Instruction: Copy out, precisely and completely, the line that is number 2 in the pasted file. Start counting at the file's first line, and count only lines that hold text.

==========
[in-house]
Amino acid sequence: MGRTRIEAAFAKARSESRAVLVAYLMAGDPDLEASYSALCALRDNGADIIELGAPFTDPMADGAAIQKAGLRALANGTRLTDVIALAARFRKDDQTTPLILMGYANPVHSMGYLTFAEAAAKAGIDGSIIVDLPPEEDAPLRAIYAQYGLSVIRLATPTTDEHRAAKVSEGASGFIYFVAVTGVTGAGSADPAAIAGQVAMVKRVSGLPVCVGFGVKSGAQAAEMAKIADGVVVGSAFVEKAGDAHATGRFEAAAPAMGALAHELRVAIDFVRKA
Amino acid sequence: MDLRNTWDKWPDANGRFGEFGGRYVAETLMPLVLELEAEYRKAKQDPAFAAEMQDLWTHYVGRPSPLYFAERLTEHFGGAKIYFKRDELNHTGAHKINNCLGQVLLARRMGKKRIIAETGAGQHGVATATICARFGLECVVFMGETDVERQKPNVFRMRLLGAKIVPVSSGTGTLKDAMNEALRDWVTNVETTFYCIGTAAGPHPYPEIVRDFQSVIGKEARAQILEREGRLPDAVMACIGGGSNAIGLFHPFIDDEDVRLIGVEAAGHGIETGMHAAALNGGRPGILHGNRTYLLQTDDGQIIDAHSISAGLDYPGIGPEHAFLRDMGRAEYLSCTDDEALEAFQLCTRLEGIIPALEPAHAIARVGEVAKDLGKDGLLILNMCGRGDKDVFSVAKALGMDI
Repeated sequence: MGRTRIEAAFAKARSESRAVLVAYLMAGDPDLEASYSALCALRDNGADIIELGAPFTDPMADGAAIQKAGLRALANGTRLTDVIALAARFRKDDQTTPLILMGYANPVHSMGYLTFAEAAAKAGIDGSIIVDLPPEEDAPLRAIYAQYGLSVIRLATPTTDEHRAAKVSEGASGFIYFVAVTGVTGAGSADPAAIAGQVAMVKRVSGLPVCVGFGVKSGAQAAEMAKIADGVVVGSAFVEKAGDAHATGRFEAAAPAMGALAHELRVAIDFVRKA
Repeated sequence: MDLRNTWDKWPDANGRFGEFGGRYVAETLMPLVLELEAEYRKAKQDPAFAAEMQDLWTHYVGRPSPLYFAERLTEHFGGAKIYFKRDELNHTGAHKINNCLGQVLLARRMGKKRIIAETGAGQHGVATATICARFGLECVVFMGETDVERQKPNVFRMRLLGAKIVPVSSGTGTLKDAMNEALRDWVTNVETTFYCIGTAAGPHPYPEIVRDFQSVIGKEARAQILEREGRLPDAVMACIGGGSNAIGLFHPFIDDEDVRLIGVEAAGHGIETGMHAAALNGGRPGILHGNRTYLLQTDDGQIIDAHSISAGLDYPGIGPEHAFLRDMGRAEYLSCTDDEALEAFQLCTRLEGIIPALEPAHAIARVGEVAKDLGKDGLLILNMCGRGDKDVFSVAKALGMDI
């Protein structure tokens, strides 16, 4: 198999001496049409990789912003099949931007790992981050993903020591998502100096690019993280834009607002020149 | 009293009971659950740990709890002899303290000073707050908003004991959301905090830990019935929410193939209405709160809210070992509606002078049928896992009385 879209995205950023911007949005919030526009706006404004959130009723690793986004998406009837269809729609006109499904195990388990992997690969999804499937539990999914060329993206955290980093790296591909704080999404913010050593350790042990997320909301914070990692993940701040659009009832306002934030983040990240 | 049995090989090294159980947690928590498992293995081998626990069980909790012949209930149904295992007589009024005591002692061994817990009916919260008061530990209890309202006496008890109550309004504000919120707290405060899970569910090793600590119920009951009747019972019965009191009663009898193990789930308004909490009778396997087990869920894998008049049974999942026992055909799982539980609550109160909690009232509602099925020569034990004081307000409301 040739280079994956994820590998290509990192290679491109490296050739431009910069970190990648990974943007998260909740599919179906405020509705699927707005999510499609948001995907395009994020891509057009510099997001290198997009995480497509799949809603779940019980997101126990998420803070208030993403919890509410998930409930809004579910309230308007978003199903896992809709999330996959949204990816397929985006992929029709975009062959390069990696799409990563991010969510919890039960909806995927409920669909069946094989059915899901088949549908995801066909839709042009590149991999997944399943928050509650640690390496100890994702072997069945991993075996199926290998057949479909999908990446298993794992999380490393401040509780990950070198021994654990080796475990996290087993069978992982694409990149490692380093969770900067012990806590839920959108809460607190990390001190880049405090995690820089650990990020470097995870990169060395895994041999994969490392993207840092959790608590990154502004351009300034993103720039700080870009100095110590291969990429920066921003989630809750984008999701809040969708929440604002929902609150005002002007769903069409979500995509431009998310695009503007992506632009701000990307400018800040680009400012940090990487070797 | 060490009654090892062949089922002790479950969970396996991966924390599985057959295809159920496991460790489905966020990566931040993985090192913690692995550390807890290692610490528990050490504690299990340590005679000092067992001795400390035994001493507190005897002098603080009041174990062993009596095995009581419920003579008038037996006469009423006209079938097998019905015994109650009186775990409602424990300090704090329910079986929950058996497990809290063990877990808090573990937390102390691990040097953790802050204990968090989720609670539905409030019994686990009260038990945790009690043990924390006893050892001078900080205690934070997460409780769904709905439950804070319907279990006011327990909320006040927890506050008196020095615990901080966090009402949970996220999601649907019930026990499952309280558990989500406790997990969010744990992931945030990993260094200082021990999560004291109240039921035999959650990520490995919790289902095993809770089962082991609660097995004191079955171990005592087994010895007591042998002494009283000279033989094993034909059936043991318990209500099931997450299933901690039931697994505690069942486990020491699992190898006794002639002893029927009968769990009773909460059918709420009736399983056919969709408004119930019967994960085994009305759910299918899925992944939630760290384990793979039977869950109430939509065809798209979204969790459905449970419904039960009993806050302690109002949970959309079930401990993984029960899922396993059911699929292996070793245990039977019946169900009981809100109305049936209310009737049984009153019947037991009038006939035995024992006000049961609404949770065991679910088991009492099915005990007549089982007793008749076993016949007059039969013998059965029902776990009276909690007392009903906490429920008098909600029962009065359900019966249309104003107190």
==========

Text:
Amino acid sequence: MGRTRIEAAFAKARSESRAVLVAYLMAGDPDLEASYSALCALRDNGADIIELGAPFTDPMADGAAIQKAGLRALANGTRLTDVIALAARFRKDDQTTPLILMGYANPVHSMGYLTFAEAAAKAGIDGSIIVDLPPEEDAPLRAIYAQYGLSVIRLATPTTDEHRAAKVSEGASGFIYFVAVTGVTGAGSADPAAIAGQVAMVKRVSGLPVCVGFGVKSGAQAAEMAKIADGVVVGSAFVEKAGDAHATGRFEAAAPAMGALAHELRVAIDFVRKA